“We think that’s the most likely outcome,” Rao said. “That FMSs will eventually be replaced by a true orchestration solution at the top that handles multiple resource requests based on input from mine planning. It knows how many trucks and shovels it has and does the dispatching and scheduling automatically, without human involvement. Then the vehicles execute the commands. That’s necessary to enable a fully automated mine to function.”
The first sprint in workstream two will open up the FMS to AHS layer. Much of that work already exists through an ISO technical committee, and MIOS would like to support the proof-of-concept and help spread the word.
The second sprint is non-technical and aims to drive commercial awareness, training and education, to help mining companies begin writing these new specifications into their commercial request for proposals (RFPs) when putting contracts out to tender.
The MIOS team have mapped out objectives and timelines for the first two workstreams. Workstream three, which is a little further off, aims to speed the development of that future orchestration layer suitable for fully automated mines.
“Currently, there are a significant number of hurdles to achieving that,” Bryant said. “According to our partners, some of them can be tackled readily. For instance, there are no common definitions for maps. There are common mapping systems, but each FMS has nuances around weigh outs and intersections, sharing of lanes, etc. There’s no common way to address that.
“In the future, if there’s no human overseeing the system, how does an orchestration agent know that it’s safe for a truck to cross an intersection? Especially in the mining environment, when there may be roads that existed last week, but aren’t drivable this week because conditions have changed. Systems need to be more autonomous in that regard.”
While the first three workstreams focus on the technology stack for autonomous vehicles, the fourth will go a step further and look at mine-to-mill integration.
“This is about more than just autonomy for load and haul fleets; it’s about automating everything from the mine to the mill, and realizing the full value of that,” Bryant said. “In the fully autonomous mine, there are use cases where the orchestration layer will need to share information about the composition of material in stockpiles and truck loads with the processing plant, for example. But equally, within the processing plant, we want to explore how those systems could receive that data and process it to optimize downstream processes.”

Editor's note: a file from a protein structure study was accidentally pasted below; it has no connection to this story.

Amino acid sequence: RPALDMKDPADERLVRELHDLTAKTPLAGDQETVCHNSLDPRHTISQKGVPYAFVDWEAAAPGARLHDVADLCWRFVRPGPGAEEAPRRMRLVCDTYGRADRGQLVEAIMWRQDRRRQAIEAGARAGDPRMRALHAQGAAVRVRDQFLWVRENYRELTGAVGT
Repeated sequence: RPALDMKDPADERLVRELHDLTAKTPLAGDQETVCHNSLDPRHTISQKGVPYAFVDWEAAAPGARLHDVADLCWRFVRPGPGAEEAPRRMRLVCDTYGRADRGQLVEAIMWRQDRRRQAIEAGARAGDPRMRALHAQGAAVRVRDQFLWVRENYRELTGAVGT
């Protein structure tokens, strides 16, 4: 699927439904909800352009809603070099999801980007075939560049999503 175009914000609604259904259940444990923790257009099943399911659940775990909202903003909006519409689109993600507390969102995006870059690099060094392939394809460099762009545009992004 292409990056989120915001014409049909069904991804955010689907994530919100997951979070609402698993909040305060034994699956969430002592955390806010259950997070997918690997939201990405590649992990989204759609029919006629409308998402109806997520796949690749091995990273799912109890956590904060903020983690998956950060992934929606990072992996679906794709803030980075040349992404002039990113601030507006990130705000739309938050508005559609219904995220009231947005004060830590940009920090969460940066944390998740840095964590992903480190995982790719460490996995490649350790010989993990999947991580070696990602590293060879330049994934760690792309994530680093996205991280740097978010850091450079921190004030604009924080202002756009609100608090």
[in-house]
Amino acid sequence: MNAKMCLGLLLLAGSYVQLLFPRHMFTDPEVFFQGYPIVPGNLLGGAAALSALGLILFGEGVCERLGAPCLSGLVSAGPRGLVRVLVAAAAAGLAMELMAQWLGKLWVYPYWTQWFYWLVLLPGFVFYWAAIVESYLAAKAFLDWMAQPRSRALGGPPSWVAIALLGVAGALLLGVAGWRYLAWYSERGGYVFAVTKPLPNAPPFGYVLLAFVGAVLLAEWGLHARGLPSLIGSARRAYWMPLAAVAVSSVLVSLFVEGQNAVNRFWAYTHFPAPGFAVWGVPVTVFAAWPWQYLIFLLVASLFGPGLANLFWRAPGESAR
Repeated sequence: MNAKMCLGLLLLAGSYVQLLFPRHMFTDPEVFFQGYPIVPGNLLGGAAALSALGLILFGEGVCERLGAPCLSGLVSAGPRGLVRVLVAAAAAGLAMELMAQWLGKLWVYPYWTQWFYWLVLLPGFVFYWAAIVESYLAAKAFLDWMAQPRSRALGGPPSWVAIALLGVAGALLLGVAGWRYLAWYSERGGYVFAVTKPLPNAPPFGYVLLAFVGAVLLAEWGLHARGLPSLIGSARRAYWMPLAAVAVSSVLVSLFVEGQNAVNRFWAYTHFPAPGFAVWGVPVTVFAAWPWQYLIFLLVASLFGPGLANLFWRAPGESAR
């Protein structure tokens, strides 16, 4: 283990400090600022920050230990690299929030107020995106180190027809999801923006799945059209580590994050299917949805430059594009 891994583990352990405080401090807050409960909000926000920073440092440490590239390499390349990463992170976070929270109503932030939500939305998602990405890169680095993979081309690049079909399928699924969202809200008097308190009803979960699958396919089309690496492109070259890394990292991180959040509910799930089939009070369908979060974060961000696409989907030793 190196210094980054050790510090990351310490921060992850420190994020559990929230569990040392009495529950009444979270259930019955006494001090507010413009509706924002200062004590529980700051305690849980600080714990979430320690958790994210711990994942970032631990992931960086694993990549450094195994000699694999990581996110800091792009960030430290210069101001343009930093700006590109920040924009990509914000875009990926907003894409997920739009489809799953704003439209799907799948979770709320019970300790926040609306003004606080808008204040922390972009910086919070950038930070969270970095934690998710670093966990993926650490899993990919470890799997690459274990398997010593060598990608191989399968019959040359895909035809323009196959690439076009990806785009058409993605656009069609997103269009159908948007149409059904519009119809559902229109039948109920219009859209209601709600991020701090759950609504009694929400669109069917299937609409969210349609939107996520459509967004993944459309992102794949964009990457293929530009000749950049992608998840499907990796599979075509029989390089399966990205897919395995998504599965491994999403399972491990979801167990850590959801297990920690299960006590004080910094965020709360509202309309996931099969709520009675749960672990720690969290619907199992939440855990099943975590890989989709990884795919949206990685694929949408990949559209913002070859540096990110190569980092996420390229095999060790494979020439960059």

The first sprint will identify some use cases that mining companies can align to, where the value is and what’s achievable. It will also consider which existing standards might be suitable; ISA 95 already exists, but some of MIOS’s partners have suggested that these standards are quite Australia-focused and OPC UA might be more applicable globally. This work could potentially lead into a proof-of-concept.
For now, MIOS will focus on kicking off each of the workstreams with its partners and expanding MIOS membership beyond the founding members.
Fully Autonomous and Automated Mine
The end goal, of course, is to enable the creation of fully autonomous and automated mine sites, with no people inside the fence. Realistically, how far away are we from that vision?
“There’s still a long way to go,” said Rao, honestly. “Even with the most aggressive timelines…By 2025, we might see pockets of integrated mine-to-mill automation, or smaller mines (100-ton truck class) that are designed to be autonomous from the ground up. But large-scale mine sites that are fully automated inside the fence are still sometime away.”
Bryant added: “It’s arguable as to whether we’ll see underground mines develop faster, because it’s a much more fixed environment. For example, Resolute claims its Syama mine in Mali is 100% autonomous underground. Some of the bulk commodity mines are getting close as well.”
As part of its research for MIOS, the Clareo team recently visited a container terminal at the port of Long Beach, California, which is fully electrified, fully autonomous, and considered one of the most technologically advanced terminals in the world.
“It’s a massive facility and very complex,” Bryant said. “I think we’re still some time away from seeing operations of that scale in mining. But a big container terminal or port is quite similar to a mine in many respects.
“There are hundreds of thousands of containers, stacked five deep being shifted around all the time, much like blocks on a mine plan. We watched the autonomous ground vehicles (AGVs) stopping and starting, waiting at intersections… They optimized their locations, both for the work performed and working closer and closer to the battery swapping station as their charge level depleted. The orchestration layer was constantly moving the vehicles around to make sure they didn’t have to drive from one end of the 300-acre facility to the other when they needed to swap batteries.
“It was pretty smart. And it’s very exciting to consider that level of sophistication and efficiency could eventually be possible in mining.”